In article below, Ricks is oversimplistic. Quality may be more important than quantity, but a certain amount of quantity is essential. We may not have months available for a buildup as in ODS/S and OIF. Capability and capacity are both required.)
By Thomas E. Ricks
Washington Post, December 6, 2013
Thomas E. Ricks is an adviser on national security at the New America Foundation, where he participates in its “Future of War” project. A former Post reporter, he has written five books about the U.S. military, most recently “The Generals: American Military Command From World War II to Today.”
Want a better U.S. military? Make it smaller. The bigger the military, the more time it must spend taking care of itself and maintaining its structure as it is, instead of changing with the times. And changing is what the U.S. military must begin to do as it recovers from the past decade’s two wars.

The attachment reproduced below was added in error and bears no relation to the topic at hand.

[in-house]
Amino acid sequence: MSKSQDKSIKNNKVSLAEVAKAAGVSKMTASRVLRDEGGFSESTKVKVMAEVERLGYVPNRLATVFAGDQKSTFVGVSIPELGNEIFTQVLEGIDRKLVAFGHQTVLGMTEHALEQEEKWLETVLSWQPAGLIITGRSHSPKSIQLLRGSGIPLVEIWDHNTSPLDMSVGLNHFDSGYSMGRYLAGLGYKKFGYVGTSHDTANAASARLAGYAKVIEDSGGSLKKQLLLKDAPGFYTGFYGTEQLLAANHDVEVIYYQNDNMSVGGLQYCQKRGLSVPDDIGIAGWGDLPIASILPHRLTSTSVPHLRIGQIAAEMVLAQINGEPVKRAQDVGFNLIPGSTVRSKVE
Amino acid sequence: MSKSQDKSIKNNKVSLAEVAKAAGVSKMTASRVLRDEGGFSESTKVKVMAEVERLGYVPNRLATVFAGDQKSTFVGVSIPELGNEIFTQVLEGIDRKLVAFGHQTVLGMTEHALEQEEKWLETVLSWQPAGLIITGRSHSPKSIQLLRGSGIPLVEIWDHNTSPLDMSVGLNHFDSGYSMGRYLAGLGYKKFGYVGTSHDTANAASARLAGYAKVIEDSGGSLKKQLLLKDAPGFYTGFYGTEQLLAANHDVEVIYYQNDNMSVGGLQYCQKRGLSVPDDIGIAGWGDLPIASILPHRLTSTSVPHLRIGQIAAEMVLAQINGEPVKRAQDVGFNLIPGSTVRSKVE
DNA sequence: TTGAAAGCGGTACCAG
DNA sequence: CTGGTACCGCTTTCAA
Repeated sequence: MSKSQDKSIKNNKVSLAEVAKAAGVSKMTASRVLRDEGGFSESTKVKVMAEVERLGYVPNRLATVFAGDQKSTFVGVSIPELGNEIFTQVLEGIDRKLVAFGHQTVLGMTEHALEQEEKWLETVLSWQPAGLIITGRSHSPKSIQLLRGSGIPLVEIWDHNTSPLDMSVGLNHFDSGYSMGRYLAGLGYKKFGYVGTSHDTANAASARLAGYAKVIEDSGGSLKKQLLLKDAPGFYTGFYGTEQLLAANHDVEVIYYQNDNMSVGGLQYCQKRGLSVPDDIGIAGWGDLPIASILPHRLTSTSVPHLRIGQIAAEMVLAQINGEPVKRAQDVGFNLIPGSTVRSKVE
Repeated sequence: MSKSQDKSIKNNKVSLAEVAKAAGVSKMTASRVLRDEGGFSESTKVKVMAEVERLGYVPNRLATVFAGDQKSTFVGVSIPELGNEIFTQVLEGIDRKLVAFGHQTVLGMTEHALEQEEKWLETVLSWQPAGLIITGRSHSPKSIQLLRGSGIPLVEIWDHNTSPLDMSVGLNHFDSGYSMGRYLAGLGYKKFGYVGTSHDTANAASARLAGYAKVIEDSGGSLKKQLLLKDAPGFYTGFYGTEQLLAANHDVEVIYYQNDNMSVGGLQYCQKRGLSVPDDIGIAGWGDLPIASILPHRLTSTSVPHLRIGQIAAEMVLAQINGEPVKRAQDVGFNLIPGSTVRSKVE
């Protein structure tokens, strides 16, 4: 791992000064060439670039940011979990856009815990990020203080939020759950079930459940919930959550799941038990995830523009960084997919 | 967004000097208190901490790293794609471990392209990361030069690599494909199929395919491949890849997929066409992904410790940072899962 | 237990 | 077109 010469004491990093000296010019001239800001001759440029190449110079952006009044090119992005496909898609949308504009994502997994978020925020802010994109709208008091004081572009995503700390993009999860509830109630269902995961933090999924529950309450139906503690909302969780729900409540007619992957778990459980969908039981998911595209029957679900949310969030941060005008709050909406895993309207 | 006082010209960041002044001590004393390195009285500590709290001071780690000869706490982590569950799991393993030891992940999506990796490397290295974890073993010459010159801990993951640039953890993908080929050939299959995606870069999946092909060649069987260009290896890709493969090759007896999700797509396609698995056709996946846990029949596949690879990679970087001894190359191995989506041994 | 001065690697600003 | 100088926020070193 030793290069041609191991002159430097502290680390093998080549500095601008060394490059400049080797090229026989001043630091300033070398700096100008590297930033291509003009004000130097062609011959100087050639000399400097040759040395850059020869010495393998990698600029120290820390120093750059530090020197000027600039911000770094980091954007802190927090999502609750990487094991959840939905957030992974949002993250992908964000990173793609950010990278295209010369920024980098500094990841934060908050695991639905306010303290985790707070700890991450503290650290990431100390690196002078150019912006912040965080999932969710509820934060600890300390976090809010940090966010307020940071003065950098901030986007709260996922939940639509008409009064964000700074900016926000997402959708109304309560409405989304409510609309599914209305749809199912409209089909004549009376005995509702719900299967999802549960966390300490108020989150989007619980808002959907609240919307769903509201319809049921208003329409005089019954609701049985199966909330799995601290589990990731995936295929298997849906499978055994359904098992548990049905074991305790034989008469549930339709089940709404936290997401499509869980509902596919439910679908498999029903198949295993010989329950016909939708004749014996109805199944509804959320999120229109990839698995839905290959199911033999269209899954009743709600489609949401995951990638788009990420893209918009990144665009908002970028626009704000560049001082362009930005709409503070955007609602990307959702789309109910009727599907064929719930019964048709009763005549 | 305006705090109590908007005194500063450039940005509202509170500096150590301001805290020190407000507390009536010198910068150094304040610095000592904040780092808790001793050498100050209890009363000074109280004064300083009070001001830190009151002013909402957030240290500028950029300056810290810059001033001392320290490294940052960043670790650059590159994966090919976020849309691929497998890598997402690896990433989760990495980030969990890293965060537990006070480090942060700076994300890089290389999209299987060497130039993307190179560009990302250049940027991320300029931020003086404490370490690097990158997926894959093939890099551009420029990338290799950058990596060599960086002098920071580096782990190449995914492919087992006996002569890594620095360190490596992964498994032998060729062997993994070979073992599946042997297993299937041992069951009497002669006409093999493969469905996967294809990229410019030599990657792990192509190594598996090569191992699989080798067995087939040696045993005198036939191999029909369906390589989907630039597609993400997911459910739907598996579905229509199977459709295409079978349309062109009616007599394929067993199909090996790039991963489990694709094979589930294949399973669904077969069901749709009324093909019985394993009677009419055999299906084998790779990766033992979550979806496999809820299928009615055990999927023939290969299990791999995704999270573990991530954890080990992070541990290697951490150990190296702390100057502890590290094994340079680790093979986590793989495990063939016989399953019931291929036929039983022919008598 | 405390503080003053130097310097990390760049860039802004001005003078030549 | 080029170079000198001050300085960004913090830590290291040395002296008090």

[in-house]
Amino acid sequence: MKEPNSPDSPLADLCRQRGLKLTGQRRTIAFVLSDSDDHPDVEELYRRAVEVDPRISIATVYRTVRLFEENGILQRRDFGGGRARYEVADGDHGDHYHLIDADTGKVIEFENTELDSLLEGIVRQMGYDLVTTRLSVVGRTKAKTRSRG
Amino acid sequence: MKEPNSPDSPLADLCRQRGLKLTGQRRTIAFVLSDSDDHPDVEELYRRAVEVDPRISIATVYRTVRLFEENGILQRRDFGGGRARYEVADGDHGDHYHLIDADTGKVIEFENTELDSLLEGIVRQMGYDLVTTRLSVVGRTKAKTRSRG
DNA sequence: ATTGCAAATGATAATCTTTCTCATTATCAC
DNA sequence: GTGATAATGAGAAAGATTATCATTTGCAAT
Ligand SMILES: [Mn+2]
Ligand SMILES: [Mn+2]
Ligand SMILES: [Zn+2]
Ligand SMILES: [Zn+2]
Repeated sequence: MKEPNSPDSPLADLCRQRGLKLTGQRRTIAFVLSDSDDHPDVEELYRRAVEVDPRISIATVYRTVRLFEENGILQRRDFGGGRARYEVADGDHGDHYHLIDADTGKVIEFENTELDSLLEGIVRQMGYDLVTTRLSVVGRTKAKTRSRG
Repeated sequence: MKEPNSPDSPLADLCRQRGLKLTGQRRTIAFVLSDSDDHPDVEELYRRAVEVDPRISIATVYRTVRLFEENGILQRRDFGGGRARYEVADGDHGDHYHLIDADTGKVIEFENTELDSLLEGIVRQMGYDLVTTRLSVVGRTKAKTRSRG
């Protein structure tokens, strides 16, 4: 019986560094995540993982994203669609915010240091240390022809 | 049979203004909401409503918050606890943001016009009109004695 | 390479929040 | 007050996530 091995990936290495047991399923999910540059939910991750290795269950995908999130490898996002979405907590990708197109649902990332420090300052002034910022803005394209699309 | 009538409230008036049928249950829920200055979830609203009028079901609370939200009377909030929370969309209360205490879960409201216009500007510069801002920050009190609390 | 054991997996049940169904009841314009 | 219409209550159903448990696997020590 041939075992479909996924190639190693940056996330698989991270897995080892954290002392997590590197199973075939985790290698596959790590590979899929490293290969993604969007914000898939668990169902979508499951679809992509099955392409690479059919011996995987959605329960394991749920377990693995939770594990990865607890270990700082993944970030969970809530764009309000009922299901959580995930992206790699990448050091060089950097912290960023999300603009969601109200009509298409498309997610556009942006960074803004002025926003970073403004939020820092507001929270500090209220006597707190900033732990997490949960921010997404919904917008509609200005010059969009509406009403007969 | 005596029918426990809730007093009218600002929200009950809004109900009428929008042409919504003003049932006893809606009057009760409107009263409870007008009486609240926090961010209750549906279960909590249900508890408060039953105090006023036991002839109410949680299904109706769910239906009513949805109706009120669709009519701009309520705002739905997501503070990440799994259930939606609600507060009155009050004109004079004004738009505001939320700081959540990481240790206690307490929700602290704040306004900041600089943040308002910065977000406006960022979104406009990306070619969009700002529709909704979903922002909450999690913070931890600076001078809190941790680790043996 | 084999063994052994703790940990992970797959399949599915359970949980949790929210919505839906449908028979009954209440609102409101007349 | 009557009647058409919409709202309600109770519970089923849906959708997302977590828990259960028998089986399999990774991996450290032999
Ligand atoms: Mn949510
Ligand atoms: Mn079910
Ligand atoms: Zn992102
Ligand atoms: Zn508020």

For example, the Navy recently christened the USS Gerald R. Ford , an aircraft carrier that cost perhaps $13.5 billion. Its modern aspects include a smaller crew, better radar and a different means of launching aircraft, but it basically looks like the carriers the United States has built for the past half-century. And that means it has a huge “radar signature,” making it highly visible. That could be dangerous in an era of global satellite imagery and long-range precision missiles, neither of which existed when the Ford’s first predecessors were built. As Capt. Henry Hendrix, a naval historian and aviator, wrote this year, today’s carrier, like the massive battleships that preceded it, is “big, expensive, vulnerable — and surprisingly irrelevant to the conflicts of the time.” What use is a carrier if the missiles that can hit it have a range twice as long as that of the carrier’s aircraft?